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Writing The Perfect Opening Chapter… and what not to do

The first chapter of your novel is important; its where you’ll hook your reader, introduce your protagonist, hint at the antagonist, reveal their goal and introduce the stakes. And that’s not all, writing the first chapter will set up the rest of your novel, linking all of the plot points together.

Are you overwhelmed yet? I know I am. I thought I knew how to write a great first scene. Turns out, I was wrong and in today’s post I’ll tell you why.

We’re constantly told not to open with a clique start: No starting in the middle of a battle scene, waking up from a dream, or with lots of internal monologue while your character does something mundane like washing the dishes.

But we’re also told to show the character in his ordinary life, just before a pivotal point which will start the story and raise the stakes. BUT make sure it’s not the inciting incident, because that comes a little later. What?

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The first chapter should focus on your main character, don’t clutter the scene with secondary characters, unless they play an important role. Eeh?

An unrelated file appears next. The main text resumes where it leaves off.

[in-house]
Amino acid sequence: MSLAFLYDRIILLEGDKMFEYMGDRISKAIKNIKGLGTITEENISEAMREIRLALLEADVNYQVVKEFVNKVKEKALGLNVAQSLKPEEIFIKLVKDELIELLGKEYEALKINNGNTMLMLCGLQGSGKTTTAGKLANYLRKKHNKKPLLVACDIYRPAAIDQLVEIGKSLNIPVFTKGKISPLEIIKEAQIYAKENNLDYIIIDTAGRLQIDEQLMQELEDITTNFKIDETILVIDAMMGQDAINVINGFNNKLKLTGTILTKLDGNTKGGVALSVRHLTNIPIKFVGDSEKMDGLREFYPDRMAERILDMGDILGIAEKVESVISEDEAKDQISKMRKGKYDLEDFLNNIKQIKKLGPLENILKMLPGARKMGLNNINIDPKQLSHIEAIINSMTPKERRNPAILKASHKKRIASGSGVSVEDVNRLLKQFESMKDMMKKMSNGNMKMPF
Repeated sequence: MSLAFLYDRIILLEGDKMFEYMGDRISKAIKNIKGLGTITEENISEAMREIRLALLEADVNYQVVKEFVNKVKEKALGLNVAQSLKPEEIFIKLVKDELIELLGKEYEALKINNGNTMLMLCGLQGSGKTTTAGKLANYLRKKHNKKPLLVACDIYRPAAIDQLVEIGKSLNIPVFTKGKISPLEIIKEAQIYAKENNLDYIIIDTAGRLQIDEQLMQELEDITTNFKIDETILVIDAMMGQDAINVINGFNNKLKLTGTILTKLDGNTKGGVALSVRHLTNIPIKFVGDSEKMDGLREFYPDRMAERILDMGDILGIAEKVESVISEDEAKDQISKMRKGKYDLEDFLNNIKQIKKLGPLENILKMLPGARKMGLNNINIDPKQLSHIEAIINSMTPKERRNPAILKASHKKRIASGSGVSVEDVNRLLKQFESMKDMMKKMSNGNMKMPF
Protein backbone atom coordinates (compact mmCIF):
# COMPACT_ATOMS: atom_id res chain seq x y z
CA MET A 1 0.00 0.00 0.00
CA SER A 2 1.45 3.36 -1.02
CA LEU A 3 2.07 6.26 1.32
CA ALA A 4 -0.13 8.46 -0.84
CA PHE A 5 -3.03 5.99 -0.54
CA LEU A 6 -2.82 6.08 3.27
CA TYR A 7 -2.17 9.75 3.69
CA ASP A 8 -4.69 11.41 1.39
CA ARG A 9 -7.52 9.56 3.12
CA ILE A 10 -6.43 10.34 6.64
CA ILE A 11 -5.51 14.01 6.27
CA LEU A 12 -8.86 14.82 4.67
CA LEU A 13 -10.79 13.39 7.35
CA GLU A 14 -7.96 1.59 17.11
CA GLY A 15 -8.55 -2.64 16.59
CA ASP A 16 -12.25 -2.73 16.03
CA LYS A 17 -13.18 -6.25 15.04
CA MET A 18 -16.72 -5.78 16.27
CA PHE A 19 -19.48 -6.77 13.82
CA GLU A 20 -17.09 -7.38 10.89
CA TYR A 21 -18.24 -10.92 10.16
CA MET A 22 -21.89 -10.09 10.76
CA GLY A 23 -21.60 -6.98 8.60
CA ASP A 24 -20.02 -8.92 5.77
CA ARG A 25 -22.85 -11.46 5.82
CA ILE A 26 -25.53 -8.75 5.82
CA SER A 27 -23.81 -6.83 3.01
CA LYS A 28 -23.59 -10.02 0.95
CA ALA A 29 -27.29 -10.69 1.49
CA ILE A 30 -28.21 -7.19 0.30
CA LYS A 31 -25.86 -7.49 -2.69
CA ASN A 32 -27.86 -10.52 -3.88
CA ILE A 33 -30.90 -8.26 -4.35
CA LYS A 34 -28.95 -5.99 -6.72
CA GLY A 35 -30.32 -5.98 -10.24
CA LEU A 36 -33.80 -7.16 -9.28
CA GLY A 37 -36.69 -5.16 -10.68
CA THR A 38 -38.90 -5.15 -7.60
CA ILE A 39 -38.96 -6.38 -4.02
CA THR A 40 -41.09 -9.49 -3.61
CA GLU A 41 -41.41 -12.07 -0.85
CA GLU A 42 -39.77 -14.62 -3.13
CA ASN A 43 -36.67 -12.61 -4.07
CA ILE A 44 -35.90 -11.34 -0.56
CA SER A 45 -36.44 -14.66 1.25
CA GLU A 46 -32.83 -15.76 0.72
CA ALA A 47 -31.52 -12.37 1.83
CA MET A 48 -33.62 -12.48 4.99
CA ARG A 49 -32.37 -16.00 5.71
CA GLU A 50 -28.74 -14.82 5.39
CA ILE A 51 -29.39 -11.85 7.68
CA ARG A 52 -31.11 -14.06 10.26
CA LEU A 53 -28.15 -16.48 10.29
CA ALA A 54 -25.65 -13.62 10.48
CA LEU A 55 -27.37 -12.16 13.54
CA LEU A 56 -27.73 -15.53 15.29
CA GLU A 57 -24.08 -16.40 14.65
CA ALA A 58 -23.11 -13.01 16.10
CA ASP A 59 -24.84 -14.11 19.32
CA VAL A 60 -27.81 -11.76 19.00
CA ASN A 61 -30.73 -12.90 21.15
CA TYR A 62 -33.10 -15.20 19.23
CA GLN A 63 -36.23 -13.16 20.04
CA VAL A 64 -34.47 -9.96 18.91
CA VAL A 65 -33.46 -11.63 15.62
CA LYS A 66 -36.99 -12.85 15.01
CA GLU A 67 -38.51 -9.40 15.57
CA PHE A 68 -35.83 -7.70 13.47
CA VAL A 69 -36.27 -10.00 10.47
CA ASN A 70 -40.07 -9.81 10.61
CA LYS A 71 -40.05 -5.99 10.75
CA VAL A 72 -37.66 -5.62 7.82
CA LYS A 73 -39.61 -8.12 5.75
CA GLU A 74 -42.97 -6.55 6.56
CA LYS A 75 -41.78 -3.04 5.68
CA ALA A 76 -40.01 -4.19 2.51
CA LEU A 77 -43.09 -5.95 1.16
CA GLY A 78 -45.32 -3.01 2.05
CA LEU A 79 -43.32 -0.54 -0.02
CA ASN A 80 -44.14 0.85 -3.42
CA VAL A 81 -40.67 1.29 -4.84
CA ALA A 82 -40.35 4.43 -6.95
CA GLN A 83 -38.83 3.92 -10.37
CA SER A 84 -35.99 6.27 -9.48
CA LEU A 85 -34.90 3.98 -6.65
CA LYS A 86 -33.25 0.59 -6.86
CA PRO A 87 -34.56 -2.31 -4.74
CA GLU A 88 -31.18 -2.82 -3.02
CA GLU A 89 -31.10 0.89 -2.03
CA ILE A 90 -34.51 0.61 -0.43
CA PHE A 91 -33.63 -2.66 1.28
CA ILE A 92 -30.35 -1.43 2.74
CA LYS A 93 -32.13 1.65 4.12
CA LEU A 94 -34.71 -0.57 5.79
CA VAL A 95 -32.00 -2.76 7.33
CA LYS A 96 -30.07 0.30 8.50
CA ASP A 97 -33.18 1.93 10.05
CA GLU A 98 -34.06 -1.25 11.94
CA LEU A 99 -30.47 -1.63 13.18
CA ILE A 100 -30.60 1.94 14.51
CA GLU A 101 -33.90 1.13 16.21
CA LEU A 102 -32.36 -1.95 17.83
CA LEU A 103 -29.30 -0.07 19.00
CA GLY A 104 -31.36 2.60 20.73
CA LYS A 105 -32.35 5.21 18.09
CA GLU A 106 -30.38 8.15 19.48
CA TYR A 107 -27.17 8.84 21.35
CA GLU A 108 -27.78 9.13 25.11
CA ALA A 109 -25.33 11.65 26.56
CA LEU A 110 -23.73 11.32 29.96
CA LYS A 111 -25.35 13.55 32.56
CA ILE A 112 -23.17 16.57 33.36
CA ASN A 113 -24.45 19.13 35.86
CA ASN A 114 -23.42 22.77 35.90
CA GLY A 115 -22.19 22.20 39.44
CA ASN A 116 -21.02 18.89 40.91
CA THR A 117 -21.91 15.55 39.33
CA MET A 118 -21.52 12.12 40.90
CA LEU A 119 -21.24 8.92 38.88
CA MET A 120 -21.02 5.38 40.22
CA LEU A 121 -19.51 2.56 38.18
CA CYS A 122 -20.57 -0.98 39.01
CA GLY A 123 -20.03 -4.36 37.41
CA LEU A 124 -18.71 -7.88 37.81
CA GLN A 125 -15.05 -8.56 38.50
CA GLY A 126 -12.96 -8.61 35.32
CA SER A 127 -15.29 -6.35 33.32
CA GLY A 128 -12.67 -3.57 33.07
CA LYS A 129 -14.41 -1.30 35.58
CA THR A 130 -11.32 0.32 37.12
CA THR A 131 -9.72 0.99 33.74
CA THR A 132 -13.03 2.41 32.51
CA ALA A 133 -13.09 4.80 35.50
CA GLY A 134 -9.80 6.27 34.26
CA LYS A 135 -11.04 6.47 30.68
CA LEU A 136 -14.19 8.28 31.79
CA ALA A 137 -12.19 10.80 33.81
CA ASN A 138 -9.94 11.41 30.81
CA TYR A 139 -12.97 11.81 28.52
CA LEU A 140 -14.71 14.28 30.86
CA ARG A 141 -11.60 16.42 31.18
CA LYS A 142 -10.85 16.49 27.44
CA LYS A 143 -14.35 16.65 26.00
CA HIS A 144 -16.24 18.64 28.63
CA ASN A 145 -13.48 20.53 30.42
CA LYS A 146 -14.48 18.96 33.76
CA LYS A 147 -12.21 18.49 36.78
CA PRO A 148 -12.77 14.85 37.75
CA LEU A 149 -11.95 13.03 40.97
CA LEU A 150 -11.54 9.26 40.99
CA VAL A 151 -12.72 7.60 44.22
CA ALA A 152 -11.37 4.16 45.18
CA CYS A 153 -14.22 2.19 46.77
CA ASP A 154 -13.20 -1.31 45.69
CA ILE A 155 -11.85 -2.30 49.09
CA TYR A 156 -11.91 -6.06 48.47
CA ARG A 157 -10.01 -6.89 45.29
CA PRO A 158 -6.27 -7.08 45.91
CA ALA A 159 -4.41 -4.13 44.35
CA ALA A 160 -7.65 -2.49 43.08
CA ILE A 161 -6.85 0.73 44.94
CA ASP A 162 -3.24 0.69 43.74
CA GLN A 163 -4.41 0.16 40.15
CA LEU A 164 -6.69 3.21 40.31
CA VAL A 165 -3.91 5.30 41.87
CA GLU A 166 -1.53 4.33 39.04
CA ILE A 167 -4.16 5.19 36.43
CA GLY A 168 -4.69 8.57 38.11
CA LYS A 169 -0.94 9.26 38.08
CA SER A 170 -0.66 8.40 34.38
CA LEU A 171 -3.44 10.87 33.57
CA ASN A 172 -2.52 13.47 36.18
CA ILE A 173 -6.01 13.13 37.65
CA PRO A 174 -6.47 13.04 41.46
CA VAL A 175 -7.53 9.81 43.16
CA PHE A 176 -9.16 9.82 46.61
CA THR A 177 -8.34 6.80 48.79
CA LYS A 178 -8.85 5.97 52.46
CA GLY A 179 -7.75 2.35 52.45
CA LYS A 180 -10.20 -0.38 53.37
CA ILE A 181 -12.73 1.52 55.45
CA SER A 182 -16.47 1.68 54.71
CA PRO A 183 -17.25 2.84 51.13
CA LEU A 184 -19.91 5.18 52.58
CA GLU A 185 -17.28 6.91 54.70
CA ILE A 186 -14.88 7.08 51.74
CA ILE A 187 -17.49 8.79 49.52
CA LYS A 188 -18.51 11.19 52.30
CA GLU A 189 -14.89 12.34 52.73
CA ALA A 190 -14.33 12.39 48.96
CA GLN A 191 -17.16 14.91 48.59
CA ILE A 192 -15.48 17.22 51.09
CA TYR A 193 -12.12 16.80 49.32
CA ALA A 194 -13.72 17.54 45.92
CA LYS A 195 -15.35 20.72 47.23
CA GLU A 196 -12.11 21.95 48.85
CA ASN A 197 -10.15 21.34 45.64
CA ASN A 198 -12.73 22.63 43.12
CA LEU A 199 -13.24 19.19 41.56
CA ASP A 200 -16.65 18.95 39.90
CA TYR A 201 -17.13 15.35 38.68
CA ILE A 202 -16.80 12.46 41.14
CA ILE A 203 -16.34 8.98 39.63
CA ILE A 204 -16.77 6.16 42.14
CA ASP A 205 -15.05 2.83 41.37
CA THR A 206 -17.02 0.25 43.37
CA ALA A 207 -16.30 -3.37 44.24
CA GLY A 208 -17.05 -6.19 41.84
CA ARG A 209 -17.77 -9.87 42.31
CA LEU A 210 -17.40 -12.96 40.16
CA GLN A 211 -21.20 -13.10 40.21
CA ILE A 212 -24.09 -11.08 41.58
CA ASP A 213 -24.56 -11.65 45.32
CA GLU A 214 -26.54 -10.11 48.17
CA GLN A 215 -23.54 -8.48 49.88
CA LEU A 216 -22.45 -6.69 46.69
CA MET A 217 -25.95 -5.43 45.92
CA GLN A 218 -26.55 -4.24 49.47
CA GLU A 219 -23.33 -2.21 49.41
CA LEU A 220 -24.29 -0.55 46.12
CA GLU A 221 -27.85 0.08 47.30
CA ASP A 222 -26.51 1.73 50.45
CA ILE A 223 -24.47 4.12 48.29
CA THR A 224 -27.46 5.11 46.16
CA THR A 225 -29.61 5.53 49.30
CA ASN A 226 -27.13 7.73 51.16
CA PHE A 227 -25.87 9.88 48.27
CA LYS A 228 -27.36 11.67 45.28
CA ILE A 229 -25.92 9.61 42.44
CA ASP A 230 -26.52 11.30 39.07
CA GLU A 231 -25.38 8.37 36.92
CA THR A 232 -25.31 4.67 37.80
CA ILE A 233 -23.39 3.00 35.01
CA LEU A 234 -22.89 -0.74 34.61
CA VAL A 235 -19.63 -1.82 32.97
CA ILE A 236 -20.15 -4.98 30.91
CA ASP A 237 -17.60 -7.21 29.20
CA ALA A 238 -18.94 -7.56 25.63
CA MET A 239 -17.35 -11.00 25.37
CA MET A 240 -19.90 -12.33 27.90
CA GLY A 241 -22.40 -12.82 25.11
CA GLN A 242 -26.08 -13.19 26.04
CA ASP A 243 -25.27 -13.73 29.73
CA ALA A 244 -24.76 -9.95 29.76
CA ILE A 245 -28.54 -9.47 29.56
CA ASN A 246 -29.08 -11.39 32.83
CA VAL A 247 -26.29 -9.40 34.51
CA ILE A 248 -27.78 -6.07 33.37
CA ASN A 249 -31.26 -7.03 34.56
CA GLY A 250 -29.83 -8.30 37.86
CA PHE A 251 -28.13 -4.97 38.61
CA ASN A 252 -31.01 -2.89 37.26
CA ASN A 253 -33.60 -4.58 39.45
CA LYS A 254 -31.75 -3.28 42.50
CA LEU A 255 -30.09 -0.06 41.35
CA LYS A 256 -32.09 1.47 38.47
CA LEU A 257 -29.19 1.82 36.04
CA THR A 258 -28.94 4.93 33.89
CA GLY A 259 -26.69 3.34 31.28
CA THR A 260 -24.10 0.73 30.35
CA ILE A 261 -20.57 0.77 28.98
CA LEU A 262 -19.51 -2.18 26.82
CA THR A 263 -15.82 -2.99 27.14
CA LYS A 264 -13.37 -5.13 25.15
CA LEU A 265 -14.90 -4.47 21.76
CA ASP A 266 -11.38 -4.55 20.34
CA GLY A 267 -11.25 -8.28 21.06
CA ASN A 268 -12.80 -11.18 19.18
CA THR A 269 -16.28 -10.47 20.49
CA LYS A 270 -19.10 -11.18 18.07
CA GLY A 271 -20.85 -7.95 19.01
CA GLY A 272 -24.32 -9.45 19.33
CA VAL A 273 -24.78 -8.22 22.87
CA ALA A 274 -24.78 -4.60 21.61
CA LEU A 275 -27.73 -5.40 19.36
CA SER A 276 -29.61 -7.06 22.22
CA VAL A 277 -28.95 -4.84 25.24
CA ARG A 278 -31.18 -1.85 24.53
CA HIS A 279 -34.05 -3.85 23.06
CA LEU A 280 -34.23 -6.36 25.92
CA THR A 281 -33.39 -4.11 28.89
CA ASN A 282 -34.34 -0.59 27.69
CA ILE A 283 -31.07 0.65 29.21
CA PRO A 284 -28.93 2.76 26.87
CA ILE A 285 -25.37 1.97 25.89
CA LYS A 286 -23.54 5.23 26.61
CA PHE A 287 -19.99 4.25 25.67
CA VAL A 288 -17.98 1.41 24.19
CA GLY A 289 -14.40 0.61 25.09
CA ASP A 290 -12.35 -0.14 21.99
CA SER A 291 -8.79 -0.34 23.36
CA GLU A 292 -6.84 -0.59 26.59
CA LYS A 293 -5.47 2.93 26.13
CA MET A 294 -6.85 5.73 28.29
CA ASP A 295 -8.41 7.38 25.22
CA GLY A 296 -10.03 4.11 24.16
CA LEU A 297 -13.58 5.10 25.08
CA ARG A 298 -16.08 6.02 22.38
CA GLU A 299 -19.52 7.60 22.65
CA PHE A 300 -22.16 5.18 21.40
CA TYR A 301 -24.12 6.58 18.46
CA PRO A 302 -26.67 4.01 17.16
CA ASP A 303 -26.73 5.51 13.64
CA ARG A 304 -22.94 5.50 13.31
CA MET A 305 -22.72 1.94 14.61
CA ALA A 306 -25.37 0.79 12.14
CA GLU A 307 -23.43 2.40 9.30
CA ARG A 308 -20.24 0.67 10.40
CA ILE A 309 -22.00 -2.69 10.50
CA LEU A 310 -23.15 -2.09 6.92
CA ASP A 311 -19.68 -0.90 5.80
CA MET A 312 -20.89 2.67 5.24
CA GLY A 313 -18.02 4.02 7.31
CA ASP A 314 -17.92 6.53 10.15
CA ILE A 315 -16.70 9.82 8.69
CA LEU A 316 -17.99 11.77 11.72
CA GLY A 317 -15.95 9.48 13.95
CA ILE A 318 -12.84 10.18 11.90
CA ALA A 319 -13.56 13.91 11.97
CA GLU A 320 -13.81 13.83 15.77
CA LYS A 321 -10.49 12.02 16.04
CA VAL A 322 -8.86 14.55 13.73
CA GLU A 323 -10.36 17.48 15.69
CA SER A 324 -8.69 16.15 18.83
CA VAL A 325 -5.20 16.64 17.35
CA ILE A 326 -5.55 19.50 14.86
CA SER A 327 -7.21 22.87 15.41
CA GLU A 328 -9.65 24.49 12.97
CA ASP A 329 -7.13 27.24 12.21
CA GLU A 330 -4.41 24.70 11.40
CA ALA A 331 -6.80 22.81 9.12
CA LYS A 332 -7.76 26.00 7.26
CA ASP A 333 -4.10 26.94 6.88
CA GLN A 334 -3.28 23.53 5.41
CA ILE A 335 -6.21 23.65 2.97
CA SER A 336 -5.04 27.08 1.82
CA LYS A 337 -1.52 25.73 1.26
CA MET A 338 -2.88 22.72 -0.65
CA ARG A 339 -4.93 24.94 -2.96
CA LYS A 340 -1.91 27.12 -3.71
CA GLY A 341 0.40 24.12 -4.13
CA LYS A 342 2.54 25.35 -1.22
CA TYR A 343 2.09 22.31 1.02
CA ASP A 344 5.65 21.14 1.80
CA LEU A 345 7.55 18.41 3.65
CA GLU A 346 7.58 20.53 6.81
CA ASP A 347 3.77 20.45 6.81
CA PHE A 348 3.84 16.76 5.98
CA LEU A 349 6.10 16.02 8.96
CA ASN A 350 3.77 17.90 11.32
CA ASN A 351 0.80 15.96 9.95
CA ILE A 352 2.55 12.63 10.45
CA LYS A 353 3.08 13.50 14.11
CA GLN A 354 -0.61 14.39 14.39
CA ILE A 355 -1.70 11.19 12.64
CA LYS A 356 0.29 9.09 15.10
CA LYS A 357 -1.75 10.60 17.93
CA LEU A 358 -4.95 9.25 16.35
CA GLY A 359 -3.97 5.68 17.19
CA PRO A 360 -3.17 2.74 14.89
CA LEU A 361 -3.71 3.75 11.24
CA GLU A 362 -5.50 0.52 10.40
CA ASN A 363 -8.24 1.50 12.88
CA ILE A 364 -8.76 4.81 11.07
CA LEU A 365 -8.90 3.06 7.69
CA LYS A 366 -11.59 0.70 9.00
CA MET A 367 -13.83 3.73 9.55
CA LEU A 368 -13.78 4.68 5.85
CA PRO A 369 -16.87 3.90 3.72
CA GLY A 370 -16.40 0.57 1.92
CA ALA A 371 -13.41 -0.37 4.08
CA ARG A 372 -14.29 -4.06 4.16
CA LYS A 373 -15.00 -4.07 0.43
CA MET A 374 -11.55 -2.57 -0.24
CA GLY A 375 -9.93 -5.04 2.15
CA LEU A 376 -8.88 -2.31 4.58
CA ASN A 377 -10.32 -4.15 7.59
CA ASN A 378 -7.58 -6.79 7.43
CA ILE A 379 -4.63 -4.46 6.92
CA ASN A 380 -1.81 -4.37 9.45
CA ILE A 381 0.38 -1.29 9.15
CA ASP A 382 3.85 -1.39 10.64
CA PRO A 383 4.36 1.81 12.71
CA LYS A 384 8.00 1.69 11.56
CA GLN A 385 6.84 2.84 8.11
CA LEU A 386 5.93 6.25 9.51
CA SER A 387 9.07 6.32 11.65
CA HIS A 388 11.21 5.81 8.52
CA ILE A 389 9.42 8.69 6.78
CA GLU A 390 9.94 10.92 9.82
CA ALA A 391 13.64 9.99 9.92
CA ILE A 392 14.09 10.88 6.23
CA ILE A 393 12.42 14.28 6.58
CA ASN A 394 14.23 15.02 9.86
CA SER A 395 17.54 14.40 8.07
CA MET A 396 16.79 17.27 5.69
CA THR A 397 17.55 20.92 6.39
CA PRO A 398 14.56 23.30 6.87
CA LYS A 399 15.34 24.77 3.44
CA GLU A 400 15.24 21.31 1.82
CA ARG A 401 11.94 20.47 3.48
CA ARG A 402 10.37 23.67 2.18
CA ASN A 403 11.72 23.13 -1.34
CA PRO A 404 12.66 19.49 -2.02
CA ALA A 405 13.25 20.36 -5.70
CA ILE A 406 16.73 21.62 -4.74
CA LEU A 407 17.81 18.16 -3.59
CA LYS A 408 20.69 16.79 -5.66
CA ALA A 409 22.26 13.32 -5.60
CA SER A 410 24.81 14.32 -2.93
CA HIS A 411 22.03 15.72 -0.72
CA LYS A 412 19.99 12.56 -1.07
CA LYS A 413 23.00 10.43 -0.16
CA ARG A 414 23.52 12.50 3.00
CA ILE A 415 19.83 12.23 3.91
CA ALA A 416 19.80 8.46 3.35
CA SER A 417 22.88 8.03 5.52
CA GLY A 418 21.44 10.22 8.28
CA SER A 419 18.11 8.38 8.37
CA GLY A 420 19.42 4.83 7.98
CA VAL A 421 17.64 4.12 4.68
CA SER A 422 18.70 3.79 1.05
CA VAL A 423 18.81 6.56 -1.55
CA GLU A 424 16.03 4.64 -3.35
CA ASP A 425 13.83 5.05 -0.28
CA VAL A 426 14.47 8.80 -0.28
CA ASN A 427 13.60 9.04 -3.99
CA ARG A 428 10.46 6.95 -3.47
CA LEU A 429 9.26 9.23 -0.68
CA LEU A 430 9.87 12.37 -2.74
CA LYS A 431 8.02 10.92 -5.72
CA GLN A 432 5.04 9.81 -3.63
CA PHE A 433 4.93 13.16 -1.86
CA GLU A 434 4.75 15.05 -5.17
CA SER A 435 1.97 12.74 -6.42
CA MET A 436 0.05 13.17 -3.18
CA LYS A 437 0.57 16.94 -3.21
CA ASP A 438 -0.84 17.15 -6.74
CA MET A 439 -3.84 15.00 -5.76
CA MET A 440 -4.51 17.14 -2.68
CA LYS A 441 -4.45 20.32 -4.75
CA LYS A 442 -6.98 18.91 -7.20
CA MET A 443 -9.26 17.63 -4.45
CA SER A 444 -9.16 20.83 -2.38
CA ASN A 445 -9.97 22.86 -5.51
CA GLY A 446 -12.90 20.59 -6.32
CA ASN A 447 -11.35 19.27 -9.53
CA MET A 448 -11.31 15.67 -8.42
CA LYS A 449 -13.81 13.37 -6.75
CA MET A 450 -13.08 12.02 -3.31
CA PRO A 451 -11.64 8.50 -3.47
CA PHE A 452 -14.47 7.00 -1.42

Make sure you give the reader all the details; age, weather, time of year, appearance, their fears, a goal and, of course introduce the stakes. BUT don’t bog down the scene with exposition. Right?

World build: Know the rules of your magic system and adhere to them. BUT don’t throw too much at the reader and confuse them.

Start with an action scene to hook the reader, something to show the character actively engaging with the world around him, be careful not to write a passive character that gets led alone. BUT remember the reader doesn’t know the character yet, so why should they care if they get killed in battle.